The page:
Whether used to enhance retention efforts, or to part amicably with employees, exit interviews are one way employers can get information about their organizations. Done right, exit interviews can help employers:
Employers should first ask themselves, "What are the key purpose and goals of our exit interview process?" Answers may range from “show employees we value their input” to “test our theory about recruitment and retention problems.” The point is to identify the desired outcome and design an exit interview process to achieve that outcome. With the purpose and goals in mind, employers should answer the following questions.
At a minimum you should capture and document information. While casual exit interviews can yield useful information, structured processes provide:
Formal exit interview processes are typically documented in a policy that details:
Over the last few years, the use of third-party vendors to conduct exit interviews has increased sharply. Vendors are professionals, and employees may be more candid with independent interviewers. However, you may have valid reasons for keeping the exit interview process in-house. In this case, someone who is outside of the employee’s line of authority is a good choice, such as a human resource professional, a neutral manager, or a mentor of the employee.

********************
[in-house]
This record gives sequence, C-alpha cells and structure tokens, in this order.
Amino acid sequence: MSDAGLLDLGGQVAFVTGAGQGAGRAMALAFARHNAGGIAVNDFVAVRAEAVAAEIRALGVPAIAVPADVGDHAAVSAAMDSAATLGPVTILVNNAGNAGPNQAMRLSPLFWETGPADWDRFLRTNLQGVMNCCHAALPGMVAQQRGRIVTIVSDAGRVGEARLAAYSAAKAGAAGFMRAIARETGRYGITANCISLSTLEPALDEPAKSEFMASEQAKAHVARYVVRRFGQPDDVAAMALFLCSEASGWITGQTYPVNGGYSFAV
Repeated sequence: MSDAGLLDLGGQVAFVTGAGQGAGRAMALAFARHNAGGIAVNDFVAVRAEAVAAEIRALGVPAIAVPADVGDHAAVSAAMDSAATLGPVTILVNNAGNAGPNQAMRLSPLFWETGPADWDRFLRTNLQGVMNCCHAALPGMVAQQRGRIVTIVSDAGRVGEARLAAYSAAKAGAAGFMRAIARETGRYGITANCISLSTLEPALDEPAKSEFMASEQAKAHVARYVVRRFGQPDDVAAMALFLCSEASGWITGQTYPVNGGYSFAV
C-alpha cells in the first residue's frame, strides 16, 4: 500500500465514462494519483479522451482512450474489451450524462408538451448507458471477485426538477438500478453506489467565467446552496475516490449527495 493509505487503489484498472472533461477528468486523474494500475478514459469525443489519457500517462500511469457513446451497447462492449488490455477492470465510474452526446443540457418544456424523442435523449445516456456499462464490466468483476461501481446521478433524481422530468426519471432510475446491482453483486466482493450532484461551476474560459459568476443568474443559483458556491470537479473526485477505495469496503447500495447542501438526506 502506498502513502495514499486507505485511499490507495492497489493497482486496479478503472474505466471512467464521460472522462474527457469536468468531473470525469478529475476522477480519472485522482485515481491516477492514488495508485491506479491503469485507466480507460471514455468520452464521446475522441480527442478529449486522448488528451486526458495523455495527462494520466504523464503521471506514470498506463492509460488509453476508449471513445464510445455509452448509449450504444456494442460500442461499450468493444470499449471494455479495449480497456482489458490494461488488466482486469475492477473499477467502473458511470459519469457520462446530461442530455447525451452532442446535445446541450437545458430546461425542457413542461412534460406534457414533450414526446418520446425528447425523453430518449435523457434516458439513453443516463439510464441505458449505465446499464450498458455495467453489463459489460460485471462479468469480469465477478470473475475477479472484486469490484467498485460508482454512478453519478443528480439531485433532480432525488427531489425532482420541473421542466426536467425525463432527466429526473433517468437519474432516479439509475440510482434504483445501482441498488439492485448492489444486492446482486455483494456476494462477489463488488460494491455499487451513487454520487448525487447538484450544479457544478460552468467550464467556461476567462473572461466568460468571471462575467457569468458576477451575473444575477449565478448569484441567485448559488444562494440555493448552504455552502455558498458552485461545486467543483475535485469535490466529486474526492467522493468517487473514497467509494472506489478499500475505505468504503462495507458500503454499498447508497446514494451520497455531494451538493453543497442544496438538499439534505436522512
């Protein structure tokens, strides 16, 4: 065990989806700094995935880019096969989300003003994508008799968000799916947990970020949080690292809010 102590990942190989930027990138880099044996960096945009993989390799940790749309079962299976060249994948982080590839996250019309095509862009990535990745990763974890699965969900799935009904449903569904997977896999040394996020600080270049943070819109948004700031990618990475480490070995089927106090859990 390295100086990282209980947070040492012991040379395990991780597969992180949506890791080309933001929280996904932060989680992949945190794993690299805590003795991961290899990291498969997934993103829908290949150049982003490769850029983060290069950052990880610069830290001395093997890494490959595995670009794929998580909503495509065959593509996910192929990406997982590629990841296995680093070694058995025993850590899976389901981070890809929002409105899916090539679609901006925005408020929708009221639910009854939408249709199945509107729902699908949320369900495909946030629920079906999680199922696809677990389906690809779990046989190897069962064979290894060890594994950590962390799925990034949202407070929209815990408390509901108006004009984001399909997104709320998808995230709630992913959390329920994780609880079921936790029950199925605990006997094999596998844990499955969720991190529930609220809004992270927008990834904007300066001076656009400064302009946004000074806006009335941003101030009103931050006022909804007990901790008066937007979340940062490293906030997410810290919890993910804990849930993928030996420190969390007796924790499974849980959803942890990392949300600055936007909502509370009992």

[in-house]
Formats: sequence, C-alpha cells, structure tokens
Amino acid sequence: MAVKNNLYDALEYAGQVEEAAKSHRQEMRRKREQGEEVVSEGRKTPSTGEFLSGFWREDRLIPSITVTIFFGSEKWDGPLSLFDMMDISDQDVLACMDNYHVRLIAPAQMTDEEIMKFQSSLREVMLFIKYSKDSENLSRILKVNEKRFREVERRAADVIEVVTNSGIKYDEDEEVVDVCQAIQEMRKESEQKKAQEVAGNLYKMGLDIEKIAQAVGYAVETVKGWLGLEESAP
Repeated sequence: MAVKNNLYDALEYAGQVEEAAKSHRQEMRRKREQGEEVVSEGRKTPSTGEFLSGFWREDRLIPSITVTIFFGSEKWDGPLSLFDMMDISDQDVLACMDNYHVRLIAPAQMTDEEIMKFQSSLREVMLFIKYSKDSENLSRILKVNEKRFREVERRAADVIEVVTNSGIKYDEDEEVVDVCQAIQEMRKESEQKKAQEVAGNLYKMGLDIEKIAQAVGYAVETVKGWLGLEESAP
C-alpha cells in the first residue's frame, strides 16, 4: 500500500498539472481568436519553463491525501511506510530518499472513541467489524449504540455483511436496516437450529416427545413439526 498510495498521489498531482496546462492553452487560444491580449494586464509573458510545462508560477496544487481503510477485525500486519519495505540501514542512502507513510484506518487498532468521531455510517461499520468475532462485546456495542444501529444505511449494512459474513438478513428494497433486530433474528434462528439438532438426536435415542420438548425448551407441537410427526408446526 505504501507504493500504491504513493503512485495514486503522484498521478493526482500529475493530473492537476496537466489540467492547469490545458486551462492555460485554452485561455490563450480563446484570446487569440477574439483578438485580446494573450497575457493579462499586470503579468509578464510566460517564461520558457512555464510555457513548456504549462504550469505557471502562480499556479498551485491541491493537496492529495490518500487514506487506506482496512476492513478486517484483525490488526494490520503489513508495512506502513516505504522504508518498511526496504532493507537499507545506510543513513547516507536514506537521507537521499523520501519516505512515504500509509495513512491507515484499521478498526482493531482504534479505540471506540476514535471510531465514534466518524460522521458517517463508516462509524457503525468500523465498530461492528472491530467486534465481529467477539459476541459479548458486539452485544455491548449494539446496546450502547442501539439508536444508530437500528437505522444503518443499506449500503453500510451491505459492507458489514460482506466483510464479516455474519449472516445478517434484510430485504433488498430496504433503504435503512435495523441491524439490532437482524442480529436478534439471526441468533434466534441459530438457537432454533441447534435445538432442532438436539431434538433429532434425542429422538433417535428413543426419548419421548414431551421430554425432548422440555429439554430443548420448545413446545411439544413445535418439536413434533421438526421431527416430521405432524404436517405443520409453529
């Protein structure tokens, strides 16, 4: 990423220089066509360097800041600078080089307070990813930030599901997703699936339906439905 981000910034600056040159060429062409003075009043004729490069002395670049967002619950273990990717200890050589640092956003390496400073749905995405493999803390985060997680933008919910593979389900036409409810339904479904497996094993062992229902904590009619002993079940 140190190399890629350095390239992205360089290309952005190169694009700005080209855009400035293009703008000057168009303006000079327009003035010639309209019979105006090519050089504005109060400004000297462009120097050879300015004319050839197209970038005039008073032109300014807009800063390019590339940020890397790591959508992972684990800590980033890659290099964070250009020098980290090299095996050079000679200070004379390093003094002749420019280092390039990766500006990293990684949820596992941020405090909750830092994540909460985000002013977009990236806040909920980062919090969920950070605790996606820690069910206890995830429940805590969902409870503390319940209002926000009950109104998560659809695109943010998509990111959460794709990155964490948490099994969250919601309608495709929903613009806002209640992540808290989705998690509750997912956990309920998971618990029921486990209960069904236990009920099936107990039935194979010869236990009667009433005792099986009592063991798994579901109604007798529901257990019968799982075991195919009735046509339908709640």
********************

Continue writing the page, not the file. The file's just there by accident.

To get the most out of your exit interviews, choose interviewers who are:
All voluntarily separating employees should be offered an exit interview. Depending on your purpose and goals, you may also consider interviewing employees who are transferring between departments or locations, retiring, or ending a nonpermanent job.
Involuntarily separated employees present unique challenges. By offering an interview, you open communication and could discover issues such as discrimination. However, the responses may skew your data if combined with responses from voluntarily separated employees.
Many organizations conduct the exit interview a day or two before the employee’s separation, but others interview employees a few weeks after they leave. Ask yourself:
Based on your size and resources, you may use a survey in addition to or instead of a face-to-face or telephone interview. When using surveys, consider:
What you ask in the interview should directly relate to your original purpose and goals. Each question should seek information that has a specific use. Common topics include:
Whenever possible, employees should leave your organization on a positive note. If they feel valued and respected, they are less likely to speak negatively about you as an employer, and may consider re-employment in the future. When closing the interview, consider:
How you compile and report information is as important as how you gather it. To get the greatest benefit:
Exit interviews are valuable tools, but only if well executed and used strategically. Taking the time to figure out the purpose, goals, and approach improves the usefulness of the information gathered.
Original: September 4, 2008
Last update: February 17, 2010